Wind: 7 mph
By Lisa Loomis
Waitsfield is working its way through two appeals of recent decisions, one rendered this summer by planning commission and the other by the development review board.
Both appeals have been taken in Vermont Environmental Court.
The first, filed by Robin and Robert Foster, is an appeal of the town's denial of a four-lot subdivision proposed for land off Joslin Hill Road. The land is located in the agricultural/residential district and portions of it are currently in agricultural use. The Fosters wanted to create a 10.5-acre lot, a 4.9-acre lot , a 7.8-acre lot and a 5.2-acre lot.
The planning commission held the final public hearing on May 1 and closed the record before deliberating on the application. During deliberations, the planning commissioners expressed concern about how the proposal would result in fragmentation of active agricultural land and also noted that a portion of this land was subdivided previously. During the previous subdivision hearings, the Fosters represented to the planning commission that the land would not be further subdivided.
FRAGMENTATION OF FARM LAND
The commission put forth a motion to approve the subdivision and it received not a single affirmative vote. The written decision notes that the septic mounds on two of the lots are not suitable for future ag use, the building envelopes in the open meadow land preclude ag use, the lot lines could be fenced which would limit ag use and the large lot sizes will result in the fragmentation of farm land.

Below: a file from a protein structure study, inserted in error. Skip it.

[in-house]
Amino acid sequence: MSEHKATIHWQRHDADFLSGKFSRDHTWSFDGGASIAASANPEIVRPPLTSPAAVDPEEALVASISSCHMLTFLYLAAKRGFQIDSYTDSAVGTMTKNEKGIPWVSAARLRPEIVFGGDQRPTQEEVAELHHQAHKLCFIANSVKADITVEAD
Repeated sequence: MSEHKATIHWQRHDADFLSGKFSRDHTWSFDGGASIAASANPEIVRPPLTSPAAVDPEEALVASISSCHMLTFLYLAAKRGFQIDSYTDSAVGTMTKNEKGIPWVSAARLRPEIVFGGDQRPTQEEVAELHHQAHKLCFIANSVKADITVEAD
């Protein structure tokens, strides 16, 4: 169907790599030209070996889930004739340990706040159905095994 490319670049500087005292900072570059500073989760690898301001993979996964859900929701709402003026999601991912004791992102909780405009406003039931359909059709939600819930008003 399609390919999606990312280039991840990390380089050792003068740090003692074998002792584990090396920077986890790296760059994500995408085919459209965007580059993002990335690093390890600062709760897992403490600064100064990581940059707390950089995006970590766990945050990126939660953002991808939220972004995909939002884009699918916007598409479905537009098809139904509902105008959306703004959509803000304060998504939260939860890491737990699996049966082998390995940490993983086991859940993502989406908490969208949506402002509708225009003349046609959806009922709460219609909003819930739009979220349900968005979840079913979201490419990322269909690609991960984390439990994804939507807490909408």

The town, through the select board, is assessing its course of action with this appeal.
The second appeal has been filed by the Central Vermont Community Land Trust, (CVCLT) which this summer received approval from the Development Review Board to build eight townhouses on land adjacent to Mad River Meadows.
MAD RIVER MEADOWS
Preston Jump, director of CVCLT, said that the appeal was filed primarily to keep open the option of asking the town to reconsider two conditions of the permit. He said CVCLT hopes to ask the development review board to reconsider those two conditions. Requesting that a hearing/decision be re-opened or reconsidered is possible under Vermont law when certain conditions are met.
Jump said that his organization wanted to amend a permit condition calling for the townhouses to have wood siding. Instead, CVCLT would like to use a 'wood-like' siding that is easier to care for.
"We've done that on other projects and it's worked out fine; it's easier to maintain. We think that's a very reasonable request and hope to get the town's agreement on that," he said.
Their second area of concern is a permit requirement having to do with solar panels. Jump said that while they plan to build using the panels, there is a permit condition which spells out a methodology of using the panels which may not work for their project.
"There was a requirement that if we didn't do something a certain way, we'd have to go back to the board for review. We felt that needed to be straightened out as well," he said.
"We look at both of these things as very minor, but if you don't raise your objection early, you lose your right to do so," he said.
The townhouses are slated to be affordable housing, with prices in the $170,000 range and some grants and subsidies available for down payments (for qualified borrowers) up to $30,000 to $40,000. There will be six two-bedroom units and two three-bedroom units, ranging in size from 1,100 to 1,200 square feet.